Henry and Edsel: The Creation of the Ford Empire

Henry and Edsel: The Creation of the Ford Empire

Henry and Edsel: The Creation of the Ford Empire

Henry and Edsel: The Creation of the Ford Empire


A multigenerational saga of the Ford family and the creation of the Ford automobile empire. This is the first biography to focus on both father and son. Although Henry's accomplishments are widely noted, his father, Edsel also played a key role and changed the course of the company in dramatic ways. This is the dramatic story of an epic struggle which describes the battle of wills between Henry, Edsel, and his ?second son? Henry Bennett for control of the company during the 1920s and 1930s, the most cataclysmic period in automobile history. The book is released in time for the year of the 100th anniversary of the Ford Motor Company.


When we had mechanical or “wind up” toys given to us at Christmas, we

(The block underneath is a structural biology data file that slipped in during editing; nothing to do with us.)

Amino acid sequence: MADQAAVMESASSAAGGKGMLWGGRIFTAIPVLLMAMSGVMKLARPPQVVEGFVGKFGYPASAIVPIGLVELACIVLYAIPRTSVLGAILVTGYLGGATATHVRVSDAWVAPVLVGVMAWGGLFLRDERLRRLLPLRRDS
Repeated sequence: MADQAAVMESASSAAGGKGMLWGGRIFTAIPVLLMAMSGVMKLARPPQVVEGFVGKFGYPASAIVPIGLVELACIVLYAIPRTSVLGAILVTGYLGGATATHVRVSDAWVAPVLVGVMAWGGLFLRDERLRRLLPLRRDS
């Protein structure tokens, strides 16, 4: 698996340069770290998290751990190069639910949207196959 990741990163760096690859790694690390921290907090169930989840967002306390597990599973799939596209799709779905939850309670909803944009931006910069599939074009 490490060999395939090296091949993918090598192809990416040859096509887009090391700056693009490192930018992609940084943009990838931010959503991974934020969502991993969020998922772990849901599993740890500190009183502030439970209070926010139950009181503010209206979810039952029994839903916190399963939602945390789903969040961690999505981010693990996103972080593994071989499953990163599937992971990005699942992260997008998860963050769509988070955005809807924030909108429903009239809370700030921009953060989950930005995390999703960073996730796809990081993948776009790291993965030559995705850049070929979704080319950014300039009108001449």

always said, “Don't let Henry see them! He just takes them apart!”

—Margaret Ford Ruddiman

While the Ford Motor Company officially traces its origins to June 16, 1903, when the worlds second-largest automaker was incorporated with $28,000 scraped together from a grab bag of investors, the year 1847 can be said to mark the true hardscrabble beginnings of the Henry Ford story. That year, his father, William Ford, crossed the Atlantic from Ireland in one of the notorious “coffin ships” that over the course of a decade deposited more than a million of his countrymen in harbors up and down the eastern seaboard—and more than a few unfortunate souls into the sea en route.

Only the most gullible child believed the New World was a land of lemonade lakes and seven-pound potatoes. But even if the United States failed to live up to its utopian billing, the notion of America as the last best hope never shined brighter to ordinary folks looking for the space and freedom to better their daily predicament. Outposts of opportunity seemed to be everywhere in 1847, for foreigners and native-born alike. Gold was discovered in California, touching off a stampede of prospectors, sutlers, saloonkeepers, card sharks, and prostitutes. American troops invaded Mexico and quickly occupied the capital, opening up land north of the Rio Grande to disorderly settlement by discharged “doughboys” and the assorted misfits, adventurers . . .

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